In the wake of the recent Paris terror attacks, it would be tempting to give in to our instincts. To once again limit our own freedoms. To allow the government still greater control over our lives. To allow them to watch over us… or to just watch us. To give in to fear.
When bad guys rear their ugly heads, we assume that government mass surveillance will keep us warm, comfy and safe… but is this true? Let us look at their track-record before we leap into the fire.
In the wake of France’s 2014 Charlie Hebdo terror attack, Edward Snowden pointed out that mass-surveillance programs don’t work because they are “burying people under too much data”. Indeed, just a year before, France had imposed one of the harshest and most intrusive surveillance laws in the entirety of Europe which would allow them to collect boatloads of data.
It did not “work”.
In fact, TWO of the terrorists were not only known to French and U.S. authorities… one of them even had a prior terrorism conviction, while the other was monitored for YEARS by French authorities… monitoring which stopped less than a year before the attack on the magazine. They had REAL dirt on these men, NOT your naked social media photos, and yet still they failed to act.
After Charlie Hebdo, the French government called for all-powerful “Big Brother” surveillance powers. When your freedom of speech is being threatened, why not let the government help the terrorists and take it away for them?
Despite their earlier failure, they wanted you to believe that even stronger surveillance was the solution.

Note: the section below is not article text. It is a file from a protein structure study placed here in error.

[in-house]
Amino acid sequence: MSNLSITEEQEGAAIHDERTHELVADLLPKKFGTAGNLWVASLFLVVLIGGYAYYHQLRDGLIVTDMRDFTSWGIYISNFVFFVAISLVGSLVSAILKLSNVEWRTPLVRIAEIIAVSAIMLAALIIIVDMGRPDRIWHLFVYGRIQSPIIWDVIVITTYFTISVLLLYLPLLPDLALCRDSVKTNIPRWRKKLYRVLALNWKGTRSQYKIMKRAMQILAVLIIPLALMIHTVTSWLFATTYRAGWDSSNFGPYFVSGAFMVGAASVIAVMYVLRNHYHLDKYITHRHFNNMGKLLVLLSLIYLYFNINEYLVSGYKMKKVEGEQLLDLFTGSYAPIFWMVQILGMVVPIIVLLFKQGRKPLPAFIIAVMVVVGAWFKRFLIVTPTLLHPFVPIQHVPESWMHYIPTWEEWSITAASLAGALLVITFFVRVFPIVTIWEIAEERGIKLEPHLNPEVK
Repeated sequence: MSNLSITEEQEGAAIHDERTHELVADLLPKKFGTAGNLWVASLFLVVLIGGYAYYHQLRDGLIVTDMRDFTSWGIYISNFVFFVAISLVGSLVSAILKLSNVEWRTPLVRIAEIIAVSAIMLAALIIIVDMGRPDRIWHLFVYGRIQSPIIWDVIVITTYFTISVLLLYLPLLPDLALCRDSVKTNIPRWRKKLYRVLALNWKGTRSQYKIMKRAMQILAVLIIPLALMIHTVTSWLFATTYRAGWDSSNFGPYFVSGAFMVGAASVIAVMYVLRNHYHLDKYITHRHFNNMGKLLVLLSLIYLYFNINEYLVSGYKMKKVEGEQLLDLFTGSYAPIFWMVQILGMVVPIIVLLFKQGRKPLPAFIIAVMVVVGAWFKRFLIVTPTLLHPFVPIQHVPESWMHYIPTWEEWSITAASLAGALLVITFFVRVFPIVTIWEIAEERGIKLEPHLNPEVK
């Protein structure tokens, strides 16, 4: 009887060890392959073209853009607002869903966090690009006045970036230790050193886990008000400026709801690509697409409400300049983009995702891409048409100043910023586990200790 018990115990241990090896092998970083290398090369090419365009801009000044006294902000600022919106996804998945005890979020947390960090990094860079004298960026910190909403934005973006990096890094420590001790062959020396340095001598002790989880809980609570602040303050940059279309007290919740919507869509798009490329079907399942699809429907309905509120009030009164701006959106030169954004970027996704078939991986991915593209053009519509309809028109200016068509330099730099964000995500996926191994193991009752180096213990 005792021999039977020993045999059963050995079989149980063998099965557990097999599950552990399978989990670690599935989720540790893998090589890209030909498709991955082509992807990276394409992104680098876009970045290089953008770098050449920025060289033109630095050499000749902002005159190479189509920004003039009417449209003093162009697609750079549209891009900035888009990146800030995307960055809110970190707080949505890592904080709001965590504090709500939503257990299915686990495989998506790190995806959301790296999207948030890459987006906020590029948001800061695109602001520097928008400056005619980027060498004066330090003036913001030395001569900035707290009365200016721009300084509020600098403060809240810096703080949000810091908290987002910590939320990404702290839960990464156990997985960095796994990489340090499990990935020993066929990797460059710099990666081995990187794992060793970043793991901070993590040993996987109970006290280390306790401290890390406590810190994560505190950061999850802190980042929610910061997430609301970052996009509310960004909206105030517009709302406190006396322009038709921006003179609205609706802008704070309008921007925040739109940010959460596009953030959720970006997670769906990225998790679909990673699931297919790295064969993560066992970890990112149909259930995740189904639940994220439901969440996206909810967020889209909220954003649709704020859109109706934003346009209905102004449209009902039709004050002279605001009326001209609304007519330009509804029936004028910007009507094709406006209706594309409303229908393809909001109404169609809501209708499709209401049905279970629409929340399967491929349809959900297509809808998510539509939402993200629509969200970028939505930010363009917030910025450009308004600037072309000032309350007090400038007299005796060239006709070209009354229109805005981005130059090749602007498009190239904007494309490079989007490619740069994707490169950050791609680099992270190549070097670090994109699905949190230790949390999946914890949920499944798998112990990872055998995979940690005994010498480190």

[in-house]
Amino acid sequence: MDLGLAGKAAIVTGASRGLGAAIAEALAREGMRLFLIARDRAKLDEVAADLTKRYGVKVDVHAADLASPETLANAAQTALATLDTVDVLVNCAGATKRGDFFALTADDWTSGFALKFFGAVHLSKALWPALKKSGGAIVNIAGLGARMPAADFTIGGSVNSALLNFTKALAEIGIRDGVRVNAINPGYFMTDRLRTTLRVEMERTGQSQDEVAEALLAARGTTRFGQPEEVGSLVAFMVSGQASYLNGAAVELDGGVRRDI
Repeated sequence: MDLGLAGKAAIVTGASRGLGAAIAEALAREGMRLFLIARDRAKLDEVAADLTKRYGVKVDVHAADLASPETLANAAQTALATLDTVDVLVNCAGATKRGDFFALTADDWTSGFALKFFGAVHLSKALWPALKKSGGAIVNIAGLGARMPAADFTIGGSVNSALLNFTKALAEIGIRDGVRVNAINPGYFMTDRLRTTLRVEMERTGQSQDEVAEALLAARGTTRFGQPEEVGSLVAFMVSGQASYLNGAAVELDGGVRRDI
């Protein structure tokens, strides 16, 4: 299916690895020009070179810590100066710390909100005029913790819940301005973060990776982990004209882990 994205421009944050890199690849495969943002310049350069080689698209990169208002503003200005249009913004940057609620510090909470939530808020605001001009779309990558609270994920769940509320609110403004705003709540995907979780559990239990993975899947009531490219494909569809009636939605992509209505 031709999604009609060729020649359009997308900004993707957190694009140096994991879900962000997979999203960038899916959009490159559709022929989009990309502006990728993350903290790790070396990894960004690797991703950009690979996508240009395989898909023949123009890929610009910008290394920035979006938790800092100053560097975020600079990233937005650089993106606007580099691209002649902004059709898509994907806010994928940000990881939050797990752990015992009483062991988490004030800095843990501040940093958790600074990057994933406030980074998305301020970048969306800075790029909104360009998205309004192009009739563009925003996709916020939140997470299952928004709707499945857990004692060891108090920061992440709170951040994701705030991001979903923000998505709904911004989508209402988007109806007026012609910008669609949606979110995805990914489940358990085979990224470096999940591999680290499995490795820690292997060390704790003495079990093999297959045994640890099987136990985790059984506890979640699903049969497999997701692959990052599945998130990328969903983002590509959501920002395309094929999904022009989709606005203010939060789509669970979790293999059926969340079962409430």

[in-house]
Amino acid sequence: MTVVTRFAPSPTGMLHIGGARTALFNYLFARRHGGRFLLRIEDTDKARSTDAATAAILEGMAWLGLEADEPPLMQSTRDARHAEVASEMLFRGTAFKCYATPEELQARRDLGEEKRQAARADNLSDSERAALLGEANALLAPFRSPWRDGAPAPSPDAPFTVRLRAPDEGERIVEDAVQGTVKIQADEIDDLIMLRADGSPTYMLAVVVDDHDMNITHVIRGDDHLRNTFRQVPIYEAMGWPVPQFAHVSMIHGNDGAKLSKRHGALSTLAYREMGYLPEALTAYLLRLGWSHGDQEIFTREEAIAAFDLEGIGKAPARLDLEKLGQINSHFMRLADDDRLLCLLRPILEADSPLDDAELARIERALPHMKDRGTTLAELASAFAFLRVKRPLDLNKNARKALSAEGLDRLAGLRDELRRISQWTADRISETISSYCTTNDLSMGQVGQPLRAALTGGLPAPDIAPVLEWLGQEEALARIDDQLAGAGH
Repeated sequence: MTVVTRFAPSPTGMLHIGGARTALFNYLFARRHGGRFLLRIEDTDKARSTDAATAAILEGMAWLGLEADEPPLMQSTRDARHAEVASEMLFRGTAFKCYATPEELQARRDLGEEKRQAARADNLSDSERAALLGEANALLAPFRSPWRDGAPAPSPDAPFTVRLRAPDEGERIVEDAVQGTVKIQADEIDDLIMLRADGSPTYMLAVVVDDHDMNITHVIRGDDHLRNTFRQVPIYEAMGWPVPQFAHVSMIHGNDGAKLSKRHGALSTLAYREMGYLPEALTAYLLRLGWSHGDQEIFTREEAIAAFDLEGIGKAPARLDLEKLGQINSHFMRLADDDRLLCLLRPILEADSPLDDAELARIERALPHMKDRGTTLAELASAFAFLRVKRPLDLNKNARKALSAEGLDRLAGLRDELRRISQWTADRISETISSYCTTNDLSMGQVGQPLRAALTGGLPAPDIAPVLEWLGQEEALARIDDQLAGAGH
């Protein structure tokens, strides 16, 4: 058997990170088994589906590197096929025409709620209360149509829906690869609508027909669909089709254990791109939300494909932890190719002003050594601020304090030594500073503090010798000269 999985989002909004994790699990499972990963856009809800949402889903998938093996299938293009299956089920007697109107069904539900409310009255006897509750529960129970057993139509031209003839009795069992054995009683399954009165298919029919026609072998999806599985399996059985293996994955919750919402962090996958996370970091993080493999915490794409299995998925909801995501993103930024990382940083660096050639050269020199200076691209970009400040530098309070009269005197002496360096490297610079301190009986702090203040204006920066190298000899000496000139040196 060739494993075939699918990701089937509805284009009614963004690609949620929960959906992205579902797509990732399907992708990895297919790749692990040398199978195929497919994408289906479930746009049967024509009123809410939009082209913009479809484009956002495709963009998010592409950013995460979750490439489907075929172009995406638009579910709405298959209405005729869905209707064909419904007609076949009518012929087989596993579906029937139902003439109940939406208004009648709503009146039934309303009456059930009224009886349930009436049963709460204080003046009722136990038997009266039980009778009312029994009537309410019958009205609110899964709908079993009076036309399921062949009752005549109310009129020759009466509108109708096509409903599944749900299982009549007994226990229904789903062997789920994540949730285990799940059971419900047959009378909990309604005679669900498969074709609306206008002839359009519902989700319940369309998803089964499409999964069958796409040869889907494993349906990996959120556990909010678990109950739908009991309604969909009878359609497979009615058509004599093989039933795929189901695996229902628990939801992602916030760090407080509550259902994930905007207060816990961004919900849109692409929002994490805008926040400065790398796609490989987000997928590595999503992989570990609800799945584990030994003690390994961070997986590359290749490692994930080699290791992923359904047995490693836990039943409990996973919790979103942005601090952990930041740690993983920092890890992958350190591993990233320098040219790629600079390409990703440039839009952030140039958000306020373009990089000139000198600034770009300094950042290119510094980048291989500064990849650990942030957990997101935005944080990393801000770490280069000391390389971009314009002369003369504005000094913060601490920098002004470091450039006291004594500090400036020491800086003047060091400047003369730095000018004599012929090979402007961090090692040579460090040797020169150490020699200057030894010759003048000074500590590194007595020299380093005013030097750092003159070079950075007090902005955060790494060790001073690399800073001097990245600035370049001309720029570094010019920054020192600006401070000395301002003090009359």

It did not “work” AGAIN.
In fact, the French government KNEW of one of the terrorists. AGAIN, they garnered this info without using dragnet surveillance. They failed to act. AGAIN.
You need to ask yourself, if this data about you is NOT for your safety... if they CANNOT use this data, if it “confuses” them into NOT even acting on specific information that they ALREADY HAVE… then why do they need our data?
The US is perhaps the best example of this. In the Boston Bombing, both of the Tsarnaevs were outed by Russian intelligence to the US. The Russian pleas, however, would go ignored- perhaps there was too much background noise, too many leads, when everybody could be a terrorist.
Or perhaps government spy agencies don’t really care very much about our lives, and again we must ask why they need our data.
In 2009, the underwear bomber nearly brought down a plane. Counterterrorism Center (NCC) director Michael Leiter claimed that it was because the federal Intelligence Community (IC) had failed “to connect, integrate, and fully understand the intelligence” it had collected.
They had all the damned data… they just had no idea what to do with it, even they themselves would admit. Why do they need our data?
Let’s look at September 11th, the granddaddy of terror attacks that started it ALL. The Congressional Joint Inquiry (2002) and the 9/11 Commission found that the attacks were preventable- that the US government had ALL the information they needed to prevent the attack and DID NOT NEED MORE DATA. It was the lack of competence, and genuine care for we the people, that allowed this attack to happen, because the government did not care to share analyse or disseminate the info it had. It was NOT a lack of data, as the Bush administration would claim, that led to its misstep.
If it was ” sharing, analysis, and dissemination” that was lacking, why do they not improve those areas, why do they need more of our data?
Can you GUESS how many terror programs the NSA has stopped? A report by the New America Foundation last year revealed that they had stopped… drum-roll please… a whopping ZERO attacks.
Mass surveillance programs fail, and as they grow… they fail MORE. Yet instead of admitting their failure, the government uses failure as a reason to increase the scale of such programs. If using gasoline to put out a fire fails, we just need more of it! Let’s blame the lack of gasoline for our problems… and not the man holding the emptied canister.
If mass surveillance has literally saved nobody, if it clouds real judgement, if in most cases the government does not even care enough to act…
Then why do they want our data?
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